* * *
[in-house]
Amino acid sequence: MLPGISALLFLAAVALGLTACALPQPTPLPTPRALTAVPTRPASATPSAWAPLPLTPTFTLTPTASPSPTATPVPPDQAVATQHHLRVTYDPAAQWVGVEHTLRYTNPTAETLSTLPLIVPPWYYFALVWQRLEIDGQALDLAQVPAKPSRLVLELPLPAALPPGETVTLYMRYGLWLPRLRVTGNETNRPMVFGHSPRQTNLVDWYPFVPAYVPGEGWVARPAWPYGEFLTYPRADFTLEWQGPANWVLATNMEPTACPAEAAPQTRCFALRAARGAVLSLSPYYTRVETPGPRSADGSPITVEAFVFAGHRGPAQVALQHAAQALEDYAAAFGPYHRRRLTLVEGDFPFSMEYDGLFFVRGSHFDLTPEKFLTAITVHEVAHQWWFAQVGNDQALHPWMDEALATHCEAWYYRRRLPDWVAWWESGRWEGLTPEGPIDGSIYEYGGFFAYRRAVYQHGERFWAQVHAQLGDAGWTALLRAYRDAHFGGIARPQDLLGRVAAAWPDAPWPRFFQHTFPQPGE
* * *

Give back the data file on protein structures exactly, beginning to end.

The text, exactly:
[in-house]
Amino acid sequence: MLPGISALLFLAAVALGLTACALPQPTPLPTPRALTAVPTRPASATPSAWAPLPLTPTFTLTPTASPSPTATPVPPDQAVATQHHLRVTYDPAAQWVGVEHTLRYTNPTAETLSTLPLIVPPWYYFALVWQRLEIDGQALDLAQVPAKPSRLVLELPLPAALPPGETVTLYMRYGLWLPRLRVTGNETNRPMVFGHSPRQTNLVDWYPFVPAYVPGEGWVARPAWPYGEFLTYPRADFTLEWQGPANWVLATNMEPTACPAEAAPQTRCFALRAARGAVLSLSPYYTRVETPGPRSADGSPITVEAFVFAGHRGPAQVALQHAAQALEDYAAAFGPYHRRRLTLVEGDFPFSMEYDGLFFVRGSHFDLTPEKFLTAITVHEVAHQWWFAQVGNDQALHPWMDEALATHCEAWYYRRRLPDWVAWWESGRWEGLTPEGPIDGSIYEYGGFFAYRRAVYQHGERFWAQVHAQLGDAGWTALLRAYRDAHFGGIARPQDLLGRVAAAWPDAPWPRFFQHTFPQPGE